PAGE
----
‘Tis the season to be striking: Broadway stagehands picket


By now you’ve probably heard
about the Writers Guild of America (WGA) strike. And you probably know that Ellen
is catching hell from WGA East. Some of you are thinking, “Well, TV is not looking so good these days; perhaps this is an opportunity
to get out of the house and catch some live theater.”

Which is a great idea. Unless
your plan is to see Broadway theater.

, the Broadway
branch of the International Alliance of Theatrical Stage Employees, went on strike Saturday morning, effectively shutting
down most of Broadway.

That means tears for all the
tweens waiting to see Wicked.

And disappointment for the
American Idol
fans planning to see Fantasia
in The Color Purple.

And no puppet nudity in
Avenue Q

The strike timing appears to
have been planned for maximum impact: Although initially authorized last month, negations continued until Thursday, with the actual work stoppage beginning
on short notice approximately one hour before the opening curtain of

How the Grinch Stole Christmas. This left parents and theater professionals
to explain why the show wasn’t going on. A friend of mine who was on
the front lines all day Saturday noted, “I was one of the people who
had to break the news to them live and in person. It was absolutely

The Local One strike is more problematic than the WGA strike. If the blog comments are any indication, most folks are
pretty quick to rally behind the striking writers. However, people don’t seem
to see Local One as the little guy fighting for what’s right.

I asked three theater-connected
friends for their opinions, and they all came down (to varying degrees) on
the side of the producers. And the comments on the All That Chat message boards have been similarly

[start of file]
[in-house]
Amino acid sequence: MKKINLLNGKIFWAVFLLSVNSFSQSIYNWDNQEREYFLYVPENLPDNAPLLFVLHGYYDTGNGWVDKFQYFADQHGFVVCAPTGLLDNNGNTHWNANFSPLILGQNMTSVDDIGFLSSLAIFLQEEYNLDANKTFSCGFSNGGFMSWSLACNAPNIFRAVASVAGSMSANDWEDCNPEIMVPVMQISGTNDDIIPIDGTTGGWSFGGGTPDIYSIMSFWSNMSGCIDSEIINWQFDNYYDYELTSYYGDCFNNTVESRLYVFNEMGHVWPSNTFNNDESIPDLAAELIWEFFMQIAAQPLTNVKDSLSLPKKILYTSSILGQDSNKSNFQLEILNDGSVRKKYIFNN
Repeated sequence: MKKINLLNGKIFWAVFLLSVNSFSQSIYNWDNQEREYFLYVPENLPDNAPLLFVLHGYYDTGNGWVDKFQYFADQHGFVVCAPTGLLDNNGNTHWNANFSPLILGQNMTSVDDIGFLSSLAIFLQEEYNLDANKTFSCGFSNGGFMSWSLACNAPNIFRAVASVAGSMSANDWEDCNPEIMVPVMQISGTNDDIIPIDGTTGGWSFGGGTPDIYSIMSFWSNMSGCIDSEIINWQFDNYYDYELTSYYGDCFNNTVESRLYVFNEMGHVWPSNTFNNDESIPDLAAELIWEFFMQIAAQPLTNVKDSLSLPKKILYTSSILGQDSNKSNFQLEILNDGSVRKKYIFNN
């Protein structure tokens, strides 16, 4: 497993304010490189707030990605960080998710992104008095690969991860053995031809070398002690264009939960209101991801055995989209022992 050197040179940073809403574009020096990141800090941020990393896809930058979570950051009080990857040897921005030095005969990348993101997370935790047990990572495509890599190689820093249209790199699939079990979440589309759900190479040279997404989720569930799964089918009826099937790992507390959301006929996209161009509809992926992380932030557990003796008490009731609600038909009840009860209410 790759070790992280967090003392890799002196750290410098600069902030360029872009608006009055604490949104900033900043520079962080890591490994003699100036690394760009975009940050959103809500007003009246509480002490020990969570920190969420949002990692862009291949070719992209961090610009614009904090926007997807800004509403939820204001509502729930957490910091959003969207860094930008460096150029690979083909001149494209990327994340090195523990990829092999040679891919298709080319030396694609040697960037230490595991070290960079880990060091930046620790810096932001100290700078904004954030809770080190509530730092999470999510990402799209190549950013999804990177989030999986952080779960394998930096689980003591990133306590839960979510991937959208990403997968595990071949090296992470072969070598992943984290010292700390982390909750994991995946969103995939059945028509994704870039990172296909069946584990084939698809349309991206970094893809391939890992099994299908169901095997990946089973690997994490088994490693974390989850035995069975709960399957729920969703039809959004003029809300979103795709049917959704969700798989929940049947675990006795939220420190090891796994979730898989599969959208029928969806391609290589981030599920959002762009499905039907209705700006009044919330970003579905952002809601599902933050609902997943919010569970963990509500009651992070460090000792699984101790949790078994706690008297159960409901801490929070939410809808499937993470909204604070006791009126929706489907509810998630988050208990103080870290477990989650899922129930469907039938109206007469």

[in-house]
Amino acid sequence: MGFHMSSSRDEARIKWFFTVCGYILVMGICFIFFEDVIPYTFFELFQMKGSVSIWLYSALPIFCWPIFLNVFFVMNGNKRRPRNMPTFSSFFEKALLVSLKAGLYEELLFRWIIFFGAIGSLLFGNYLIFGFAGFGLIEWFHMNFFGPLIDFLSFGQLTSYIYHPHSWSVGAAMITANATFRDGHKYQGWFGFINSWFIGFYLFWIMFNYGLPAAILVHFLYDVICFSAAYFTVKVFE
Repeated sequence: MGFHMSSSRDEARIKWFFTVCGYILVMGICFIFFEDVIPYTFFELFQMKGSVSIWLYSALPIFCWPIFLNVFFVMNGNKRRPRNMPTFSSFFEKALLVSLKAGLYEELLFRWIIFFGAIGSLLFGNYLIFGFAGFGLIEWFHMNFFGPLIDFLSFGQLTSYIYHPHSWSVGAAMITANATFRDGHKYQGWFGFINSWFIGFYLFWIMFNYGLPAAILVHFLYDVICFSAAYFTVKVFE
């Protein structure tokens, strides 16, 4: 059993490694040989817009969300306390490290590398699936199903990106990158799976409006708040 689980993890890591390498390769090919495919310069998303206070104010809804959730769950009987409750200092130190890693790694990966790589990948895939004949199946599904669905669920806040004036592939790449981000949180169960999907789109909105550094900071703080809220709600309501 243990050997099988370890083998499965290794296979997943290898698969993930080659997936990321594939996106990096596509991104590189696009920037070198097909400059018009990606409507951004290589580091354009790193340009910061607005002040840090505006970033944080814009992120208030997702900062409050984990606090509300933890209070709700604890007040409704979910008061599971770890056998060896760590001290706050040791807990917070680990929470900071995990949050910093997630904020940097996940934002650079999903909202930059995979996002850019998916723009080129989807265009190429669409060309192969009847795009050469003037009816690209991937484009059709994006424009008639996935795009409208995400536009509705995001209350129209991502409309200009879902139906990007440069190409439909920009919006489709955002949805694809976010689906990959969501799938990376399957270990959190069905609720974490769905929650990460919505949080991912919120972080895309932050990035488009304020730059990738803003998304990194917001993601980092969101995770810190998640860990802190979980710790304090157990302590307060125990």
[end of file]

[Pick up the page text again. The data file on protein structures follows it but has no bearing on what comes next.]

skewed towards the producers. Most people seem to accept that the stagehands
are fighting to maintain arguably outdated work rules.

I’m a little torn. I love theater,
and I like unions. And there’s a conflict between them right now. This
strike is going to hurt Broadway theater. Shows will close and theater
professionals will not work. (Members of the other theater unions are
generally supporting Local One.) Of course, I certainly don’t have warm
fuzzy feelings about the League of American Theatres and Producers.
It’s hard to feel sympathetic for the folks charging $111.50 per ticket
for a tired retread of Grease. As the union put it:

“Theatre owners and producers are demanding
a 38 percent cut in our jobs and wages. They have built a $20 million fund
to be used against us from the sale of theatre tickets to the public. … Cuts
in our jobs and wages will never result in a cut in ticket prices to
benefit the public, but only an increase in the profits for producers.”

The producers counter that
they’re offering to increase wages and that “the stagehands are striking
to seek to preserve their right to get paid when there is nothing for
them to do.”

The degree to which featherbedding
is a problem is certainly up to interpretation. What’s unquestionable
is that both sides are currently entrenched. No new talks are planned
and the union has rejected the Mayor’s offer to help with mediation.

Tourists who have paid for
nonrefundable hotel rooms are making the most of the situation. They’re ice skating
at Rockefeller Center, going to see the dinosaurs at the Museum of Natural
History and snapping up tickets to the Radio City Christmas Spectacular.
They’re also grabbing any available tickets to Young Frankenstein.

And Xanadu — as well
as to the other six Broadway shows not affected by the strike (due to
separate contracts with Local One).

Unfortunately, for me, this
kills my plan to run out after work one day to grab a cheap ticket to
. Alas.

But it does mean that I can
leave my Times Square office on Wednesday at lunchtime without drowning
in a sea of matinee-going tourists. But that’s really stretching for
a silver lining.

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